US 20070049393 A1 Abstract A method and computer program for predicting a golfer's ball striking performance is disclosed. In order to generate a predicted trajectory and predicted ball launch conditions, it is desirable to determine several properties of the golf equipment and a player's swing. For instance, pre-impact swing conditions of a golfer are observed using a monitoring system. Additionally, it is desirable to determine the properties of the golf ball and golf club. Moreover, the effect of the shaft properties and the slippage between the golf club and the golf ball may also be considered. In this manner, a more accurate determination of a golfer's predicted trajectory and ball launch conditions may be determined without requiring the golfer to actually strike a golf ball.
Claims(20) 1. A method for predicting a golfer's ball striking performance, comprising:
determining a plurality of pre-impact swing properties for the golfer based on the golfer's swing with a golf club, the plurality of pre-impact swing properties including an impact location, an orientation of a golf club head, and the golf club head speed; determining a plurality of equipment properties including a plurality of golf ball properties and plurality of golf club properties, the plurality of golf ball properties including a coefficient of restitution at a plurality of velocities and a time of contact at a plurality of velocities, and the plurality of club properties including a center of mass of the club head, a center of a club face, and a moment of inertia; determining the slippage between the golf club and the golf ball based on the plurality of ball properties, the plurality of club properties, and the plurality of pre-impact swing properties; and generating a predicted trajectory and a plurality of predicted ball launch conditions of the golf ball if struck with the golf club based on the slippage, the plurality of equipment properties, and the plurality of pre-impact swing properties. 2. The method according to 3. The method according to 4. The method according to 5. The method according to 6. The method according to 7. The method according to 8. A method for predicting a golfer's ball striking performance, comprising:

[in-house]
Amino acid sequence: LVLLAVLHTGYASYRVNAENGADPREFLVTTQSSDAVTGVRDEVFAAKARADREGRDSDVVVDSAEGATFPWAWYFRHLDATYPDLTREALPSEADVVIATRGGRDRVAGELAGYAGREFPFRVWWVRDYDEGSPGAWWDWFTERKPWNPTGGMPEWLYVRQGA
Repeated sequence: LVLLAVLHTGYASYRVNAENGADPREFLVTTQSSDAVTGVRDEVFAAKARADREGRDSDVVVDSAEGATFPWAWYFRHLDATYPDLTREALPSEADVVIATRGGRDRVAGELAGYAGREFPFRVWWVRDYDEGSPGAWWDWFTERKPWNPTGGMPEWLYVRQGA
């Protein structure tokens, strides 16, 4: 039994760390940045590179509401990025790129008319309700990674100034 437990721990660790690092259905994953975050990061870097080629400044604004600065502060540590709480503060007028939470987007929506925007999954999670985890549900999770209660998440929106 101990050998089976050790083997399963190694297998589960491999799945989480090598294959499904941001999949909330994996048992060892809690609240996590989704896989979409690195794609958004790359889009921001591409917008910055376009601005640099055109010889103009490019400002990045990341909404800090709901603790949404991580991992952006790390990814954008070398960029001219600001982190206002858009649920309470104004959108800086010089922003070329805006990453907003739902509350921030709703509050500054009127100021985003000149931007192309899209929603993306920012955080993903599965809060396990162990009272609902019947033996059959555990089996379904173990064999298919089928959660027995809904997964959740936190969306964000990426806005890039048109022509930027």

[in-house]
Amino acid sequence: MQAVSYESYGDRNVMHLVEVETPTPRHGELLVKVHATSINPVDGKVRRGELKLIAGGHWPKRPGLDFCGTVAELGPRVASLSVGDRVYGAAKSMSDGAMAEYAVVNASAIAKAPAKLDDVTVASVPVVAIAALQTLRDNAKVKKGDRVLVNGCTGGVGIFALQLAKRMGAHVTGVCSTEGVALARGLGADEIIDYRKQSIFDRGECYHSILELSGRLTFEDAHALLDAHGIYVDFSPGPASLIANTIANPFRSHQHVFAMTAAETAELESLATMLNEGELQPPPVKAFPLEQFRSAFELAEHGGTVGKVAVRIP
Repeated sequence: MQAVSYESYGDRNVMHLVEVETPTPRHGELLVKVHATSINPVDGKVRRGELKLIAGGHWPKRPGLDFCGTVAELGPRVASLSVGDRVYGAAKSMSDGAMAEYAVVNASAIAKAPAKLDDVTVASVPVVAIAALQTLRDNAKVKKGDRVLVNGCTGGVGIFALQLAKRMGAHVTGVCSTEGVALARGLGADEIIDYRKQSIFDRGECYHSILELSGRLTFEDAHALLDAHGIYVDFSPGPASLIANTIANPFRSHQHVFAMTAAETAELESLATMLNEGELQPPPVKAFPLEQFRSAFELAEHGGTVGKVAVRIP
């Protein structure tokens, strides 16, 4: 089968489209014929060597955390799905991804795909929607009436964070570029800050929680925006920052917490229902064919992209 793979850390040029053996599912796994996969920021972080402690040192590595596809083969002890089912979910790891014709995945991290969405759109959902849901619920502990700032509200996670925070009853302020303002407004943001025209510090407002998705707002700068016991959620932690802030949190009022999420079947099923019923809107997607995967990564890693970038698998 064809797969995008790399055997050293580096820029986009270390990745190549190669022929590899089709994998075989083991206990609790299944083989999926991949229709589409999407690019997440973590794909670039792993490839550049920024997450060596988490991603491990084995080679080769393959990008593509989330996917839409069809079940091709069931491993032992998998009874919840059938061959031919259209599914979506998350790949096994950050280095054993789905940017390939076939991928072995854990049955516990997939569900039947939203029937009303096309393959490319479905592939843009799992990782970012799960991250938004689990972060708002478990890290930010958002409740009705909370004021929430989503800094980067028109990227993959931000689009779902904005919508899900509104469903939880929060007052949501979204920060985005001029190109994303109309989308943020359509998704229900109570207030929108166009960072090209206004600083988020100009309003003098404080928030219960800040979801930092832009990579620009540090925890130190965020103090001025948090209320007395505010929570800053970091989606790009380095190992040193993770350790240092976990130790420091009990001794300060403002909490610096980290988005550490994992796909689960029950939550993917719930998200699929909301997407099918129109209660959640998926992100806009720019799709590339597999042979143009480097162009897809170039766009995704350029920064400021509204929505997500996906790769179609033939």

determining a plurality of pre-impact swing properties for the golfer based on the golfer's swing with a golf club, the plurality of pre-impact swing properties including an impact location, an orientation of a golf club head, and the golf club head speed; determining a plurality of equipment properties including a plurality of golf ball properties and plurality of golf club properties, the plurality of golf ball properties including a coefficient of restitution at a plurality of velocities and a time of contact at a plurality of velocities, and the plurality of club properties including a center of mass of the club head, a center of a club face, and a moment of inertia; determining the effect of properties of a shaft of the golf club on the impact of the golf ball with the club head, the properties of the shaft including a longitudinal force component and a torque component; and generating a predicted trajectory and a plurality of predicted ball launch conditions of the golf ball if struck with the golf club based on the properties of the shaft, the plurality of equipment properties, and the plurality of pre-impact swing properties. 9. The method according to 10. The method according to 11. The method according to 12. The method according to 13. The method according to 14. The method according to 15. The method according to modifying at least one of the plurality of equipment properties; generating another predicted trajectory and another plurality of predicted ball launch conditions of the golf ball if struck with the golf club based on the at least one modified equipment property. 16. The method according to 17. The method according to 18. A method for predicting a golfer's ball striking performance, comprising: